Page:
Monday, November 24, 2008

Is there a there there?

Oil on Panel
5 x 12

This is a simple little painting, maybe not as simple as it first appears but still there's not a whole lot to it. Personally I like clean, uncluttered images, but I have it on good authority that I'm quite, what's the term, nuts. Anyway, I was going for a tranquil, twilight mood and for that I didn't need a lot of extraneous stuff. I'm thinking of doing quite a number of small paintings, predominately landscapes, like this that can be done fairly fast and sold at a reasonable (read cheap) price. If anybody out there has any thoughts about this or interest in the pieces let me know.

But that's not what I want to talk about today. I did a little gallery hopping a few weeks ago, mainly looking for new outlets for me and just to see what was out there in general. I didn't hit the entire gallery scene by any means, but I think what I saw was pretty representative. It was pretty disillusioning. I didn't find anyplace I thought I'd fit into, so I didn't even bother submitting anything to anyone. That led me to start thinking about they whys. What did the pieces being shown have that I don't. Excluding the abstract art and just looking at the realist pieces I came away thinking that the one big thing they had was flash. These things just jumped out and grabbed you with bright, downright garish color and strong contrasts. The problem was that once they grabbed you there was really nothing there to see. No subtlety of tone or color. Composition, nothing special. Drawing for the most part was adequate at best and I just came away feeling cold. There was no there there, just trash flash. Is that what people really want? Much of it was only slightly better than the Starving Artist shows they have at the hotels where you can but a sofa sized painting for just $40. Where can you even buy a frame that size for $40? But that's a whole other rant.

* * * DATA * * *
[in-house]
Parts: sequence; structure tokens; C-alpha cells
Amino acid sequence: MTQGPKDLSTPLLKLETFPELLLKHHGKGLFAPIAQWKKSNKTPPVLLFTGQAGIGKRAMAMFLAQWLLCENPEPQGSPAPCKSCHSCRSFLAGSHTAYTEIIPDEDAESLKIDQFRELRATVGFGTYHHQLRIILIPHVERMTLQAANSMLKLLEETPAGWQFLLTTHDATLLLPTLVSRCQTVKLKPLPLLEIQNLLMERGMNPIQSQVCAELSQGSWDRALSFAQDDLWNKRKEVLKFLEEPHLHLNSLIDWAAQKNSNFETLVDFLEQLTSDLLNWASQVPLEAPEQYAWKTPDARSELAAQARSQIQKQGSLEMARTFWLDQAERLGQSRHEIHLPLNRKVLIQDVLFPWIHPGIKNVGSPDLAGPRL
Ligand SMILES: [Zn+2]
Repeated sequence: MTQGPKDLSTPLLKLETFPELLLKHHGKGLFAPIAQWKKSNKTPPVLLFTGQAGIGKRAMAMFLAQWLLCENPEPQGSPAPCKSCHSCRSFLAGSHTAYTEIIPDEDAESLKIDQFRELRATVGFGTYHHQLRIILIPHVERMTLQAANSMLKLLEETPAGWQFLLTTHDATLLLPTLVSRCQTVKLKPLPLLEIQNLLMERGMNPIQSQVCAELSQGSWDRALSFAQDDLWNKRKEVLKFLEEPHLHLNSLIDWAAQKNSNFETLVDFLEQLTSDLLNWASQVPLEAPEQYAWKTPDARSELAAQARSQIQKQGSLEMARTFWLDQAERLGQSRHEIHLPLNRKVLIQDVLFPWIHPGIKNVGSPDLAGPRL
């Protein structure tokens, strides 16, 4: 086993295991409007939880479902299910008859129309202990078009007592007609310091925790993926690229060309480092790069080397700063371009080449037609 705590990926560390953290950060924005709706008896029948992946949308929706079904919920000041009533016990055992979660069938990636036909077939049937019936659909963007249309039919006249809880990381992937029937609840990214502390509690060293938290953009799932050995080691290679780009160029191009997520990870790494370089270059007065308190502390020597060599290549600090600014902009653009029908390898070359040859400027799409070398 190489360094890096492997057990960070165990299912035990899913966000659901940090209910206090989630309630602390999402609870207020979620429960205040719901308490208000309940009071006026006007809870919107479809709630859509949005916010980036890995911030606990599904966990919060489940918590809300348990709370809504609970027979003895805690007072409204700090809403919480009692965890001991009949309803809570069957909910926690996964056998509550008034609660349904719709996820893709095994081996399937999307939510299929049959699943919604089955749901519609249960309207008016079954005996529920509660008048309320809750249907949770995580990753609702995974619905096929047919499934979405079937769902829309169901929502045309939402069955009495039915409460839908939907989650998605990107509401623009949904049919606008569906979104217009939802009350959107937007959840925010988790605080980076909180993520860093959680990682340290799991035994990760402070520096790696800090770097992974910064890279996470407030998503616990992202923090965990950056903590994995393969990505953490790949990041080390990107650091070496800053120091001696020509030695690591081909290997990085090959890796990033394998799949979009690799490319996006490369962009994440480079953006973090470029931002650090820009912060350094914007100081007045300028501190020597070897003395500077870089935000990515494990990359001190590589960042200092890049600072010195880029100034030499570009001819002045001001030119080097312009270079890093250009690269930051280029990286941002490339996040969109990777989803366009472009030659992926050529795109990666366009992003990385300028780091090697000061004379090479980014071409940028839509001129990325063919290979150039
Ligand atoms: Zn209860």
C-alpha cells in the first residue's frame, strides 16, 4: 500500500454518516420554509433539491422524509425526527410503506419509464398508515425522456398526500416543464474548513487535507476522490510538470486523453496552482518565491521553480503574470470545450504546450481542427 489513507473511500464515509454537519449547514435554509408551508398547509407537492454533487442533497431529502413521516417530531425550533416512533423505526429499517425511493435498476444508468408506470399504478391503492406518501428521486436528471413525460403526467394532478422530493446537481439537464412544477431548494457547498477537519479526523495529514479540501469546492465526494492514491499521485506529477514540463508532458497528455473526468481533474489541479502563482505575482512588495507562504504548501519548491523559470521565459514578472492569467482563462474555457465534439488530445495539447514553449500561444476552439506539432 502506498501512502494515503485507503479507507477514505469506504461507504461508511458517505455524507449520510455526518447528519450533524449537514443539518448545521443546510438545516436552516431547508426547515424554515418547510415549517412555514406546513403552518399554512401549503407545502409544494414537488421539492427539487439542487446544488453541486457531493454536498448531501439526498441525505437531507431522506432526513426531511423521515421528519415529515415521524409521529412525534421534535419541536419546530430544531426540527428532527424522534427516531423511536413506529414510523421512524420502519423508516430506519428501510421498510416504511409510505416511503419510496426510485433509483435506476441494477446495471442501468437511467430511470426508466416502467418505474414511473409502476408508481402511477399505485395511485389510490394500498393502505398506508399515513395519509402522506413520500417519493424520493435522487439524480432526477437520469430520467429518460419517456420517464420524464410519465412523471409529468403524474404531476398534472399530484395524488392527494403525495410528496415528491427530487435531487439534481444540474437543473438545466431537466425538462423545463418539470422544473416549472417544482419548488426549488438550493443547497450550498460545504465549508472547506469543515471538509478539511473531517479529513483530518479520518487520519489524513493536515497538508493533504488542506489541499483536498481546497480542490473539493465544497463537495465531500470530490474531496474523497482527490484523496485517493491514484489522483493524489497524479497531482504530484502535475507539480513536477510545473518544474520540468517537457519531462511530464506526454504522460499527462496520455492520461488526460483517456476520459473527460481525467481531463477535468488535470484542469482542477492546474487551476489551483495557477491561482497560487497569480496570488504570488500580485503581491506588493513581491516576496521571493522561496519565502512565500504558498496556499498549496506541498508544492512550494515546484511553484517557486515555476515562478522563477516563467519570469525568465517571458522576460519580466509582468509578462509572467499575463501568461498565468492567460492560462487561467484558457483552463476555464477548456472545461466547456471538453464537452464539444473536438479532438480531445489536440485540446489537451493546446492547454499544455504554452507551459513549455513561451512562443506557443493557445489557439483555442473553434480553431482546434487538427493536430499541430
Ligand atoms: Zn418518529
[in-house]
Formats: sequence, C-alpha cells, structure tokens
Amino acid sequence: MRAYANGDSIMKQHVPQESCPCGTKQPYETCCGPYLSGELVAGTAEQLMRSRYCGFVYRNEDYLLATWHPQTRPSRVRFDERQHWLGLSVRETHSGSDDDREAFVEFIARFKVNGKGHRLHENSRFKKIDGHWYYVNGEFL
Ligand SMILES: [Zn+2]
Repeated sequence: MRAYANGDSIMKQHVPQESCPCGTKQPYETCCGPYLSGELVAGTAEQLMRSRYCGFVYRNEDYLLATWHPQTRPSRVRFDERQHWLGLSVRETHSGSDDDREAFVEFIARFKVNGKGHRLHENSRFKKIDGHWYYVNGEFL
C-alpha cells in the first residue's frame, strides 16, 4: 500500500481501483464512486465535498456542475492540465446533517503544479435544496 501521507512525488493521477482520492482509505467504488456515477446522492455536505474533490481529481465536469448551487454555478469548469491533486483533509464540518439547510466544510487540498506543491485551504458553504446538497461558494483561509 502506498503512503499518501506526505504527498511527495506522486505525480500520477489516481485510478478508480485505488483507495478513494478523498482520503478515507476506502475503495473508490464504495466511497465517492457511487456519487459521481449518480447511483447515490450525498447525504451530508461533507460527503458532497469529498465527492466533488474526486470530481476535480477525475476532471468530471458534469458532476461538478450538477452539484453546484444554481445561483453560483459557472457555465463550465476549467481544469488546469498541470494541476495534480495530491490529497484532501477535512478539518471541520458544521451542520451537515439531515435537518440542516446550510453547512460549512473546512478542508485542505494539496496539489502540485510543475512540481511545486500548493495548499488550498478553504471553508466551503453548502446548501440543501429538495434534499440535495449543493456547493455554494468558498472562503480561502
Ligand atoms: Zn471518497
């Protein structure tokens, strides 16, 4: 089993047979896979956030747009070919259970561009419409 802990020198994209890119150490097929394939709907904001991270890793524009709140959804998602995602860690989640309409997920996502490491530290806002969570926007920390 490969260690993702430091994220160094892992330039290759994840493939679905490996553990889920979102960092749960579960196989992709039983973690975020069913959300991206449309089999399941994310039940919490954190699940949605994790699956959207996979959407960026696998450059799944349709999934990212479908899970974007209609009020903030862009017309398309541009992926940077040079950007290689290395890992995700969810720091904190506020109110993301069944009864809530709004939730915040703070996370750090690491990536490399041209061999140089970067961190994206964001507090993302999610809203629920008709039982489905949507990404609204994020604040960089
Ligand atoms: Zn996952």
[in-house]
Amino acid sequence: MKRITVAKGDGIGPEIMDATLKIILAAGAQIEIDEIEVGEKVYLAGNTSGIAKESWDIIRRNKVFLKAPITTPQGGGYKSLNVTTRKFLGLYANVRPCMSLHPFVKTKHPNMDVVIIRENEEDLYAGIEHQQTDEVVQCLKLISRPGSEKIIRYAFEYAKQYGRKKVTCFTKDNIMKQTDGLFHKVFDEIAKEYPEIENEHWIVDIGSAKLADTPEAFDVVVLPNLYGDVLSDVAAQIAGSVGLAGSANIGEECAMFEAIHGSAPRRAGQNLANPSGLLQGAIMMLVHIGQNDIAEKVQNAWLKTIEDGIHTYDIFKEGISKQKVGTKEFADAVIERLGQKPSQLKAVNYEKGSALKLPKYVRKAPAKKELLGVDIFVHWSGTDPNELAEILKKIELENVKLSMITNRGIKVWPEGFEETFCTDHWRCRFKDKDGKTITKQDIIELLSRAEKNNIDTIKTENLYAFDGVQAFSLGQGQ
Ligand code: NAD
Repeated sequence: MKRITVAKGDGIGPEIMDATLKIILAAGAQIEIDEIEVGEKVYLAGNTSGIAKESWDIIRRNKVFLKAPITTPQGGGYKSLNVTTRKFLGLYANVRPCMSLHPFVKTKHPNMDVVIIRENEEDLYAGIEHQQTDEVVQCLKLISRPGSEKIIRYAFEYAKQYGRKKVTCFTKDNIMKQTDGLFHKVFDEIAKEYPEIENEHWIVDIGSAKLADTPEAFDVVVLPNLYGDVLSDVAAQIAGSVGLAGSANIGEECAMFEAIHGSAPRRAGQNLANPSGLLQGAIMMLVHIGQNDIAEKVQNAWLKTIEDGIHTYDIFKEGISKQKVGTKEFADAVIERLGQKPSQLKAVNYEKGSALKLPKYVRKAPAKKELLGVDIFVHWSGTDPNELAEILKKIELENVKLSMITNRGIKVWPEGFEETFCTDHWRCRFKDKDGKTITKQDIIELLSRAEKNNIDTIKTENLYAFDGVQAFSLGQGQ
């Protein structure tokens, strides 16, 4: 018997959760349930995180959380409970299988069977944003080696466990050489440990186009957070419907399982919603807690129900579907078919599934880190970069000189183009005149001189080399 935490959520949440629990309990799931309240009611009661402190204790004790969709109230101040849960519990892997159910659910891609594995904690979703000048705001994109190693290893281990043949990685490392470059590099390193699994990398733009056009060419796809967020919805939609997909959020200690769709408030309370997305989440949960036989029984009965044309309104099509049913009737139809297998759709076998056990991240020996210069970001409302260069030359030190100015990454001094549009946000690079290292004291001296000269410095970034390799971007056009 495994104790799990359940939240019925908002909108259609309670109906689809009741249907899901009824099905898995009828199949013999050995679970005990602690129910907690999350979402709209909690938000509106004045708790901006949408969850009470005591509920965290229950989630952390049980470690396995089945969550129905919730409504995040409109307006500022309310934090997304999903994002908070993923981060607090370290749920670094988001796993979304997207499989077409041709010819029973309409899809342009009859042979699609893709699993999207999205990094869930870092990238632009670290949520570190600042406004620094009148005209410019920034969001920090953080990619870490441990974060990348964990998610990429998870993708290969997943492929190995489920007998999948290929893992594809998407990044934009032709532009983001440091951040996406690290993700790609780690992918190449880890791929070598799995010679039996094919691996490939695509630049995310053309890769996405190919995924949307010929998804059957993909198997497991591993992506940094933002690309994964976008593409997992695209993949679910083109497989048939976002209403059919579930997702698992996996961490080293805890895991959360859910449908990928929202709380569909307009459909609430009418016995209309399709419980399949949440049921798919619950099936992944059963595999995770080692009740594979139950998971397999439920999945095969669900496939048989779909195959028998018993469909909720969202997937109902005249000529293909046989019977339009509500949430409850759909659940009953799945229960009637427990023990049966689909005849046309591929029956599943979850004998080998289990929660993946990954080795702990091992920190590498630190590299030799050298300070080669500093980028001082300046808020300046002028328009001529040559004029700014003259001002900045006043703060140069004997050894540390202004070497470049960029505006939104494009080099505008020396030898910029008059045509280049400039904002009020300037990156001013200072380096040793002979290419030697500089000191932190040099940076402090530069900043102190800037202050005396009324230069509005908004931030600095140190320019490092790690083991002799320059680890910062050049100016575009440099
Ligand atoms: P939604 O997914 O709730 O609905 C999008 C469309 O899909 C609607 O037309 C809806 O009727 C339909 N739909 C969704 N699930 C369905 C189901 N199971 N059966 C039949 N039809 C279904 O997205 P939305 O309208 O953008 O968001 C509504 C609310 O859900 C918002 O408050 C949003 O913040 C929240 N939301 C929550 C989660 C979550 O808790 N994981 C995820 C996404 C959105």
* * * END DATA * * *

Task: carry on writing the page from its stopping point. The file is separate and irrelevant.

I'm not putting the painting in today's post as any great example of subtlety by any means. It's just something to see in case you don't want to read my ramblings. But I do try to do pieces that the viewer wants to spend some time with. Hopefully they have enough to grab your eye in the first place, but once you're looking I truly hope you will stay there awhile. It isn't always a matter of detail. The next time you look at a Vermeer for example look at the overall feel, the way light falls on a wall. It looks simple, but it is deceptively complex. That's what I'm after. If that doesn't fit in with today's art world I guess I'm just boofed. (That's a technical term. I think you can guess the meaning.)

Maybe it's just a society thing. Are people too busy to stop and contemplate these days? Or maybe I'm expecting too much. Painters view paintings differently from other people. There was one trip to the museum I remember where there was a guy that was apparently a big Matisse fan. When he finally found one he practically broke out into a little dance he was so happy. Total viewing time of the painting itself was something in the range of three seconds even though this just happened to be a very important piece. Painters actually look at a painting to see it. It's not exactly a passive activity. I've spent my share of time with my nose up to a painting, and I know most of you have too. I've seen other people wondering what I was looking at so closely. They probably just thought I had bad eyes.

Tuesday, November 18, 2008

Duck Season

Oil on Canvas
10 x 26

It's duck season again. Time to get up before the sun, go out in the cold autumn pre-dawn and sit in a duck blind with a wet dog while waiting for the ducks to come in. When I put it that way it doesn't sound like all that much fun. I really just went to watch the ducks and play with the dogs anyway. There's something about seeing hundreds of ducks and geese migrating down the river, and a good dog is, well, a good dog. What more can I say?

Anyway this is one of those paintings that won't go away. For anyone that's followed this blog from early on you may remember a wetlands series. This spot is to the right and over the levy from an earlier piece. There was a sign saying to keep off the levy, but being me I had to see why. When I peeked over and saw the blinds I figured out the why real fast. I've had this laying around for a while. I thought it was done, but wasn't entirely happy with it so I kept fiddling with it. I think I've just about got the mood I want so I'm calling it done. At least until I think of a way to make it better or somebody buys it.